Puppies are a lot of fun and can bring positive energy to your life, but there is a lot to consider before adding one to your family. Young dogs have boundless energy and a tendency to be destructive, for example â€” especially when they are teething.Â
Having appropriate toys on hand will help prevent damage to your possessions, but it can be difficult to know which are best. This guide will cover how to make the teething process easier, the toys that are a must, and what to avoid.Â
How to Make Teething Easier for Your Puppy
Puppies generally begin developing teeth at around two weeks. By six months, they will have lost their baby ones and be equipped with their adult teeth. Surviving the process can be a challenge, because it can cause swollen gums, bleeding, and excess drooling.
Here are easy things to make teething easier:
- Brush with dog-friendly toothpaste and a rubber finger brush. This will help dogs grow used to having their mouths handled and may soothe inflamed gums.
- Discourage nipping when your pup is too mouthy. Nipping can be painful and lead to problematic behaviors later on. Practice redirection, tell your pup “no” in a firm voice, and move on to a safe toy.
- Keep safe, fun toys on hand to entertain and distract. The selections below will help you narrow down the options.
Follow these guidelines and your puppy will sail through the teething process in short order. These four types of toys are dog-tested and owner approved:
Teething puppies explore their world by gnawing on objects around them, meaning they may turn to furniture or personal items when left unattended. Redirect your puppy’s urge to gnaw by giving them a good quality chew toy. Also known as “bully sticks,â€ these not only keep your puppy’s gums stimulated and soothed, but many are also fully digestible. Pig ears, another great option, are considered the perfect size for smaller breeds.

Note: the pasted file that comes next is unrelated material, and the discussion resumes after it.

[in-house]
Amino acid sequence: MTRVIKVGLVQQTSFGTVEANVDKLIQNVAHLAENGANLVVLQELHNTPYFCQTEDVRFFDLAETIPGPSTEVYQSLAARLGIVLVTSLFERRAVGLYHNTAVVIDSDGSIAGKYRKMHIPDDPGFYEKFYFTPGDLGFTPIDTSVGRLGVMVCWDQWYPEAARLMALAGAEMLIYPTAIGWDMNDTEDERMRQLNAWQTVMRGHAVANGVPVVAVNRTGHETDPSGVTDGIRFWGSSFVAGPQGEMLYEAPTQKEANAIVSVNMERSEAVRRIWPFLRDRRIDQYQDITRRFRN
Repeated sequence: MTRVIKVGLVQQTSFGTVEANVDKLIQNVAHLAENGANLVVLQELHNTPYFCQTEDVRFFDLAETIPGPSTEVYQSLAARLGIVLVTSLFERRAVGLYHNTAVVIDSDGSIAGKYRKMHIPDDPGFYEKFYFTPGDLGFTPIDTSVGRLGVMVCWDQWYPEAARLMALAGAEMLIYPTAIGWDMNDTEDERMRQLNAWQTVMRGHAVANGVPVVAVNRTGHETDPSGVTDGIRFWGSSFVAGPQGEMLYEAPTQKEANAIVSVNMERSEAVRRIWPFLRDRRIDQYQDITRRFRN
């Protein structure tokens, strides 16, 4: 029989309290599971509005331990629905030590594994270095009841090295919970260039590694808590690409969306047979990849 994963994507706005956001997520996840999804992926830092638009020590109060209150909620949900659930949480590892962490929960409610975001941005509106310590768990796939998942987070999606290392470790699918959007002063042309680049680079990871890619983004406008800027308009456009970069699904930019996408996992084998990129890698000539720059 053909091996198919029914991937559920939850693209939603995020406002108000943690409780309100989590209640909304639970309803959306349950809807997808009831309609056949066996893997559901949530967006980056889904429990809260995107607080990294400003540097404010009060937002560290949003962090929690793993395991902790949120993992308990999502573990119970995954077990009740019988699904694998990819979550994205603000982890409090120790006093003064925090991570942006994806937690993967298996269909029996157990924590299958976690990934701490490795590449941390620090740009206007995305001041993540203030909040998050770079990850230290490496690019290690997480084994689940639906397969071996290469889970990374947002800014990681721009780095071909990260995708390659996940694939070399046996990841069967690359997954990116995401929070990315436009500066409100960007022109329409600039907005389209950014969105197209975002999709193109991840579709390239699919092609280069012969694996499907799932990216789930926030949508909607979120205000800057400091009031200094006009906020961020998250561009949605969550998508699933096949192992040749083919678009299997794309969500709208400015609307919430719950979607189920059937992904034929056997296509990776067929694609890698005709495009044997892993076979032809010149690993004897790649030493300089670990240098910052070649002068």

A cold treat or chew can ease gum inflammation and provide a fun distraction. Brands like Chilly Bone have created specialty options that can be soaked in water and stored in the freezer. The rubbery texture and cold temp make them great for teething. You can also freeze treats and vegetables, like carrots, to help satisfy your puppy’s urge to chew.
Toys that dispense treats are available in any pet store and come in many colors, styles, and designs. Some, such as those designed by Kong, double as chews and keep your pup stimulated as he or she works to wiggle out the treat inside. A few varieties feature liquid dispensers with dog-friendly flavors like beef liver and bacon.Â
If you are looking for a toy to enjoy together, a rope is a great option for playing fetch and hours of interactive play. Teething puppies can chew on the rope between play sessions, too, and the tough strands will act as floss. Many also include a chew in the center or feature interactive toys incorporated into their designs.Â
Safety Concerns for Puppies
Bringing a new furry friend home to your family is exciting. You will have a lot of fun getting to know each other and learning what each other needs, but itâ€™s important to make sure you donâ€™t forget about safety in the process. There are some things to keep in mind when caring for your teething puppy:Â
- Dogs of all ages will get into things they shouldnâ€™t when they have excess energy or lack appropriate outlets.
- It is important to take your puppy for walks and to allow them to get plenty of exercise.
- Toys and chews can provide a healthy outlet when paired with proper exercise.
- Rawhide bones are popular, but tough pieces can separate, lodge in your pet’s throat, and present choking hazards.Â
- Some bones can splinter and cause digestive issues in dogs of all ages.Â
- Watch your puppy on walks, as they will undoubtedly find lots of treasures on which they will want to chew.
In general, anything found outside should probably be left outside, since sticks, bones, or other bits of trash can present safety hazards. Stick to the toys you can find in pet stores, and make sure to consult with your veterinarian for any real concerns.
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